The only thing left for Supergirl is to save the rest of the train. With Knox in the front, she disconnects the locomotive and stops it, allowing the bomb to detonate further down the track.
Get it ... more powerful than a locomotive, even an electromagnetically propelled one.
The episode really sticks the landing though as the last scene is brilliant.
Supergirl puts it all together that Maxwell Lord was behind the whole thing. The bombs, including the one at the airport, had a kill switch. Knox's daughter was being kept alive by a grant from Maxwell Lord. Lord was behind everything but was never in danger because he could have stopped the bombs remotely.
Lord basically confesses, stating that the drones and bombs each tested an aspect of Supergirl's powers. And her choosing to save the train over the more populated airport perhaps means she had feelings for someone there. Lord was evaluating Supergirl; he wants to have all the information on her ... to control her? Kill her?
Regardless, it's all nefarious. And Peter Facinelli, as Lord, is perfectly smarmy and here oozes some malevolence.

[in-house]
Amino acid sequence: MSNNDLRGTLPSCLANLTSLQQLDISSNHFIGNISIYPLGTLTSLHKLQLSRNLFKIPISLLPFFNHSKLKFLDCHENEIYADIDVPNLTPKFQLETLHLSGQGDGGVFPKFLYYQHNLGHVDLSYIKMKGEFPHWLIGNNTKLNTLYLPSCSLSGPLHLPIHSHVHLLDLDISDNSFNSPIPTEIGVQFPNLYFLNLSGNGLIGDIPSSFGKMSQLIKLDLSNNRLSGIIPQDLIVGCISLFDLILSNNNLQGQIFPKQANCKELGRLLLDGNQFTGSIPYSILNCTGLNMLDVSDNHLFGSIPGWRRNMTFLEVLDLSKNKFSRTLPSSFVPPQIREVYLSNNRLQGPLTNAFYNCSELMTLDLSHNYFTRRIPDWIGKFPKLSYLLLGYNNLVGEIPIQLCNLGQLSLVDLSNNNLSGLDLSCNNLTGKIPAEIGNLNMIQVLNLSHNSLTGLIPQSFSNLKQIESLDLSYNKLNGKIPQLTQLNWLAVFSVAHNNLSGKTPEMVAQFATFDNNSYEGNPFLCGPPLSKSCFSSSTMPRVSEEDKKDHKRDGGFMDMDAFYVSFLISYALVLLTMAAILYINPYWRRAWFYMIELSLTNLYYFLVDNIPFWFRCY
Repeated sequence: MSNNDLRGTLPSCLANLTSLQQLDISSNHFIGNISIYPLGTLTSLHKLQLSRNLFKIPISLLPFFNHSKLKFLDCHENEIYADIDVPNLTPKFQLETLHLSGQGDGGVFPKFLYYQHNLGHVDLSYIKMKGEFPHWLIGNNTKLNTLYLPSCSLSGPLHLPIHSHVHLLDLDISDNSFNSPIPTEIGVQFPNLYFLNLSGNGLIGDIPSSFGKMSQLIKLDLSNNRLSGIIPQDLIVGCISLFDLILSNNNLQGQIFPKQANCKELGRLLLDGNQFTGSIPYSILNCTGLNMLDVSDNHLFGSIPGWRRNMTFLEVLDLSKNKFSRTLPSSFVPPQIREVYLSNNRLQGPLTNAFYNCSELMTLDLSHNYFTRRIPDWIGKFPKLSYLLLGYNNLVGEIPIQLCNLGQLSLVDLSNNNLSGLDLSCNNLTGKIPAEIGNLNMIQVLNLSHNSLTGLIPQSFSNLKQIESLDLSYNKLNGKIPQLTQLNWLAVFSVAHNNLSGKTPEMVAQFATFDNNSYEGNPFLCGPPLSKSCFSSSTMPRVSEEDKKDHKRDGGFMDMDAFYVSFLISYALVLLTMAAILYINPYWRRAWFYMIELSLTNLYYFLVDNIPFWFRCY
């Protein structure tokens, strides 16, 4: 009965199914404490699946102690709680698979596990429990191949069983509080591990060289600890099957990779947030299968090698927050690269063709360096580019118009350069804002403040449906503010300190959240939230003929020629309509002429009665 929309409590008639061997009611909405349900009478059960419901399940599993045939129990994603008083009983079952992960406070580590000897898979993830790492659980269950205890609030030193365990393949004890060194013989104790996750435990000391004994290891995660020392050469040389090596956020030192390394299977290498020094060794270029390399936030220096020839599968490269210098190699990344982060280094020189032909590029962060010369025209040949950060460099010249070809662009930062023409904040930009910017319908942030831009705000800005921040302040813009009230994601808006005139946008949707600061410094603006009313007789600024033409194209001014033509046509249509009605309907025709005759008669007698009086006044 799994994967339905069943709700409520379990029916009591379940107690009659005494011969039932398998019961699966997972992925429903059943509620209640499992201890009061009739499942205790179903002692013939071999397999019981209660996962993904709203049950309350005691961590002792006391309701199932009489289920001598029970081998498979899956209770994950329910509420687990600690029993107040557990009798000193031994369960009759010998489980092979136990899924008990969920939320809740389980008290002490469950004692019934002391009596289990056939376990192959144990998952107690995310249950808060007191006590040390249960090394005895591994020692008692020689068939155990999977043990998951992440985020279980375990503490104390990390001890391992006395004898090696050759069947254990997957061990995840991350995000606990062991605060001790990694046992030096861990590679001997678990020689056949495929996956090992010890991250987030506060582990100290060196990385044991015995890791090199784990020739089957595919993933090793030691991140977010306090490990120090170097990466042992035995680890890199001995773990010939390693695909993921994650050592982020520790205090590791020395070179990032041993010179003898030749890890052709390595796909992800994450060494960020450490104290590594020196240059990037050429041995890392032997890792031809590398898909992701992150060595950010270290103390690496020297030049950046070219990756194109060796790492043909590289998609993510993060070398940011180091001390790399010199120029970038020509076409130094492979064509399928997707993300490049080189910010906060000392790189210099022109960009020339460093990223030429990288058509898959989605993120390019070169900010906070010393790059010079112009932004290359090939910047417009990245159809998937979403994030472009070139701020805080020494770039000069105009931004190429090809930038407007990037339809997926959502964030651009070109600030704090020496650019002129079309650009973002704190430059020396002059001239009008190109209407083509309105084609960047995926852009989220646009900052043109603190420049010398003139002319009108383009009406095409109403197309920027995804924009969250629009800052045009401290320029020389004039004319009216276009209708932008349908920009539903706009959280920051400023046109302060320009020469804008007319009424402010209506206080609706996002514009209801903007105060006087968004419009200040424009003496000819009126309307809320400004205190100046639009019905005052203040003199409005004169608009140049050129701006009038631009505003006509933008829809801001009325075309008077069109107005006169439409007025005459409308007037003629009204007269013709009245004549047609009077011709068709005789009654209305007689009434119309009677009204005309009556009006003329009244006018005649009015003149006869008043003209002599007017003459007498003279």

It ends with Supergirl saying she'll be watching Lord closely. It isn't over.
We have seen a similar scene between Lex and Superman many times. Whether it is Superman floating outside of Lex's office on the animated series, or Dean Cain questioning John Shea on Adventures of Lois and Clark, we have seen this. But it worked so well here. This is Supergirl confident in her abilities.
There were more bits. We got more of Cat Grant throwing down wisdom of going slow in life, gaining skills and doing more as you learn. We see Jimmy and Lucy back together, thrown into each others' arms by the airport threat. But that ending with Lord was fantastic.
So overall another fun episode with Supergirl. Melissa Benoist is a star, as usual, running the gamut of emotions in Kara. And the subplots of the show continue to move forward, making this more than a monster of the week.